The car has broken down again, refused to start, leaving me stranded in the Red Rooster carpark on Plenty Road. The RACV are about half an hour away. The things I was hoping to do this afternoon, the little after work chores that fill the end part of my day are now an impossibility. Instead I’m being forced to sit in the passenger seat and think, listen to music, stare out at the traffic, and perhaps write a little bit.
I don’t know why the car won’t start. The stereo and the lights work just fine, which leads me to believe that the battery isn’t totally flat. I’m entertaining the idea that maybe it’s the starter motor, something that exists to me as a name only. I don’t know where it is or what it looks like. When it comes to engines I have no idea. This has been the case for my entire life, ever since I realized getting sent out of engineering class with my friends was way more fun than staying inside and doing the work. I’ve come to terms with it – there’s a reason why I pay the extra for roadside assist.
While I enjoyed being sent out of engineering class, I never felt the same way about English class – indeed, some days English (or its immediate cousins, Drama or Literature) would be the only class I would attend. I’ve always been in love with language, with the manipulation of words, with stories and poems and essays. Eventually I began writing outside of school, spilling my guts into a journal, then into a zine, occasional opinion pieces, then eventually into this blog. I’ve been writing for nearly a third of my life, I guess.
The problem with writing, however, is that it’s essentially an attempt to describe the indescribable, to put into language things that are beyond language. I’ve always thought that the glory lay in the attempt, that writing that resonates with us does so because of the passion or skill of the writer simply trying, rather than because they’ve been successful. It’s an extension of the Platonic ideal, I guess – we have the ability to envisage perfection, but not achieve it, and it’s that vision that drives us to continually reach for it.
I thought, when I started this blog, that it would be interesting to write about music, because, as some famous guy once said, writing about music is like dancing about architecture. It was an explicit attempt to challenge myself, to attempt the impossible, to see how close I could get. As time went on and I started writing more and more about cycling I found that while the subject had changed, the challenge was the same, that it’s just as difficult to describe the physical exertions of the human body as it is to describe the creative exertions.
Recently, however, under the guise of still writing about cycling, I’ve been trying to write about bigger things. You may have noticed. And it’s when I’m writing about these bigger things that the words feel particularly useless, that my attempts feel woefully pathetic. It’s like I’m groping around in the engine of a car with absolutely no idea of which bits go where. I’m undoing bolts and doing them up again, removing and replacing the same parts over and over again, getting grease all over my hands, fumbling with spanners and wrenches, convinced I’m doing the wrong thing. Even this paragraph, this obvious allegory, has taken about half an hour to write – probably a blessing, given the circumstances.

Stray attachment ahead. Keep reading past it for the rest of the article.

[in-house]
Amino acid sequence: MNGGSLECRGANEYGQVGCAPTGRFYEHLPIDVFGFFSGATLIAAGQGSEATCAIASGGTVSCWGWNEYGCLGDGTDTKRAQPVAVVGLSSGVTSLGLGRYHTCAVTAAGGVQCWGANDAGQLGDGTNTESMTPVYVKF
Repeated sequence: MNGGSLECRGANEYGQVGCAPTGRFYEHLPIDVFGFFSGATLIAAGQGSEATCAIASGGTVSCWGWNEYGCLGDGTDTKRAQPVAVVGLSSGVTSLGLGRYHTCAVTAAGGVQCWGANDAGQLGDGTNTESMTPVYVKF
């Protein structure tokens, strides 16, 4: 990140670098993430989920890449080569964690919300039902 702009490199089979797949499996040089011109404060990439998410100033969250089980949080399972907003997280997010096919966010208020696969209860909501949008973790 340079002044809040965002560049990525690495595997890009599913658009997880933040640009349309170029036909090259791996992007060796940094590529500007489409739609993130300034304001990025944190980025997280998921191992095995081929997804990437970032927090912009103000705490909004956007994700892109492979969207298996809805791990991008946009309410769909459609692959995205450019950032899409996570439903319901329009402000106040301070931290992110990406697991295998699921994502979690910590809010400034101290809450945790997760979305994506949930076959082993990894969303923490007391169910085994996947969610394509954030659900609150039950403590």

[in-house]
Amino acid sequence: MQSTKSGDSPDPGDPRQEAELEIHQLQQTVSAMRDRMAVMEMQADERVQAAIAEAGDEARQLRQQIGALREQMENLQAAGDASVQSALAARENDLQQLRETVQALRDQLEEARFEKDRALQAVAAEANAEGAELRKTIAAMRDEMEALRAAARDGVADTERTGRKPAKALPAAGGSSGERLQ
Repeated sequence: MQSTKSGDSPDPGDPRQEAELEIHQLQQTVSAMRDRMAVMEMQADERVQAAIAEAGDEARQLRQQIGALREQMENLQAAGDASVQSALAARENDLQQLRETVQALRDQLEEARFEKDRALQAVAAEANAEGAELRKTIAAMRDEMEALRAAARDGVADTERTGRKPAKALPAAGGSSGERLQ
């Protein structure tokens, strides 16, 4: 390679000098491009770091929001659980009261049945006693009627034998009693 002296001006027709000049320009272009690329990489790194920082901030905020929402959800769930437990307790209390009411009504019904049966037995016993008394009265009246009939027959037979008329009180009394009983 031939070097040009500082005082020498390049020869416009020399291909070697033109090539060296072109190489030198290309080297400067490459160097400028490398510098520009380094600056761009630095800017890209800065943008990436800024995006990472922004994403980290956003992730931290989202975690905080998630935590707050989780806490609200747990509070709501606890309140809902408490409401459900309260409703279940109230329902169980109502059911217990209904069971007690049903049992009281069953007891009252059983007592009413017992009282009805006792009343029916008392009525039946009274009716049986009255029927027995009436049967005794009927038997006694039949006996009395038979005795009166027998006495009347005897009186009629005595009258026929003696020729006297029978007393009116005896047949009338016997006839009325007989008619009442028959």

Eventually the RACV arrive. It is the starter motor. I can either get a tow truck and have the car towed to my mechanic, or sit and wait another hour or two for the RACV parts guy to come and replace it on the spot. Either option is going to be expensive, so it’s more a matter of convenience. I opt for the latter.
This, I guess, is where the allegory falls apart. When the car breaks down I can simply shrug my shoulders, close the bonnet, make some calls, and two hours and two hundred dollars later the problem will be solved. But when the words break down, I’m left staring into space, incapable of doing anything other than simply feeling, grinning like a fool or crying like a baby.
The RACV call. They don’t have a replacement starter motor in stock. I order a tow truck and arrange to have the car dropped off at my mechanic. He’s a good guy, my mechanic, and this development will probably save me a bunch of money. The money was never my main concern, but I don’t mind saving a little bit, and besides, it’s nice to be dealing with someone I know.
Maybe that’s where the allegory comes back together again. Sometimes my first instinct is to go with the easier option, to bring the parts to me, to get someone else to turn the wrenches and get their hands dirty. I’m like that with words too, using a joke or a couple of swears or a story to make difficult things easier. But maybe I should just shut the hell up once in a while, learn to concentrate on the feeling, to actually feel it rather than attempt to describe it. Words are all we have, sure, but they’re not all we are. I should probably remember that sometimes.
The tow truck eventually turns up. The guy loads up my car and lets me sit in the cab with him. We drop the car around the corner from my mechanic. I make an envelope out of a page torn out of my diary, with my name and the location of the car on it, and slide it underneath his door. I’ll ride my bike to school tomorrow and call him during the day to discuss the damage. He’s open late on Fridays, so hopefully I’ll be able to pick it up then. That’d be ok.